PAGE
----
Haiti’s President Jovenel Moise speaks during an interview at his home in Petion-Ville, a suburb of Port-au-Prince, on Feb. 7. Moise was assassinated at his home. DIEU NALIO CHERY, ASSOCIATED PRESS Haiti’s embattled president has been killed at age 53. Jovenel Moïse was a former banana producer and political neophyte who ruled Haiti for more
BLOOMINGTON — A former Lexington resident who founded a Haitian charity said Wednesday the assassination of the country’s president is another stunning upheaval for the poverty-stricken nation. The death has touched off chaos and an emerging constitutional crisis.
“Just how much can the people of Haiti endure?” said Shelley McCall Hari, who moved to the Caribbean country in 2017, after founding the group Welcome Home Haiti.
President Joe Biden before leaving for a speech in northern Illinois on Wednesday called the killing “heinous.”
“We need a lot more information,” Biden said in Washington. “It’s very worrisome about the state of Haiti.”
Hari, who is in Central Illinois for two weeks to meet with the Welcome Home Haiti board of directors, said the residents she’s talked to are “asking how can this happen to a head of state in his own home?”
“Haiti suffers from much corruption in the government,” Hari said. “And there are several very wealthy people there who are in opposition to the government and may be motivated to make change.”
Hari and her husband Steve founded the organization following a devastating earthquake in Haiti in 2010. Nearly 300,000 homes and businesses were destroyed. The group has since helped Haitian employees build 130 homes as well as several schools, clinics and other public buildings.
Hari said violence has been steadily increasing.
“The United Nations Peacekeepers were doing a good job controlling violence in Haiti until they left in 2017,” she said.
“There were soldiers and tanks everywhere and it was peaceful but when they left, conditions deteriorated.”
Bocchit Edmond, the Haitian ambassador to the United States, said the attack on Moïse was carried out by “well-trained professional commandos” and “foreign mercenaries” who were masquerading as agents of the U.S. Drug Enforcement Administration.
Opposition leaders accused Moïse of seeking to increase his power, including by approving a decree that limited the powers of a court that audits government contracts and another that created an intelligence agency that answers only to the president.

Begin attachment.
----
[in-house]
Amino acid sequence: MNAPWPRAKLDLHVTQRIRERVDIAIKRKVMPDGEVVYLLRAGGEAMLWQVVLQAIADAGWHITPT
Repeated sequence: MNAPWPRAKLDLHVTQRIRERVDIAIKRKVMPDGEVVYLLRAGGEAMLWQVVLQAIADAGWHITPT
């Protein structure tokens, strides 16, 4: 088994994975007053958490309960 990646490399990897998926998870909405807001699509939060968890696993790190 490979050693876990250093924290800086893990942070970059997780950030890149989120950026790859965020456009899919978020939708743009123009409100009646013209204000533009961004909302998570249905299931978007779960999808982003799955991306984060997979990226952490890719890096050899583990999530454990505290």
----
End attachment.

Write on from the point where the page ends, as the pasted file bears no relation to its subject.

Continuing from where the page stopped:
He had faced large protests in recent months that turned violent as opposition leaders and their supporters rejected his plans to hold a constitutional referendum with proposals that would strengthen the presidency.
In May, U.S. Homeland Security Secretary Alejandro Mayorkas announced an 18-month extension of temporary legal status for Haitians living in the U.S., citing “serious security concerns (in Haiti), social unrest, an increase in human rights abuses, crippling poverty, and lack of basic resources, which are exacerbated by the COVID-19 pandemic.”
Hari said the country is locked down, with airports and ports closed, although it’s unlikely to last long because Haiti gets almost of all of its food from imports.
“We’re supposed to return on July 21, but we’ll see what happens,” she said.
For her mission, there is concern lumber prices will increase during the closures. Hari said the pandemic virtually closed their mission during the quarantine but construction crews are back at work and are aiming to triple new homes being built. The charity normally builds one house a month but construction crews are currently building three to four houses a month since returning to work.
Hari said Haiti’s direction into the future ultimately has to be determined by the people of Haiti.
“You can’t send in well-meaning people to make a difference,” she said. “You have to support the people on the ground who are doing the work.”
The Associated Press and Chicago Tribune contributed to this report.
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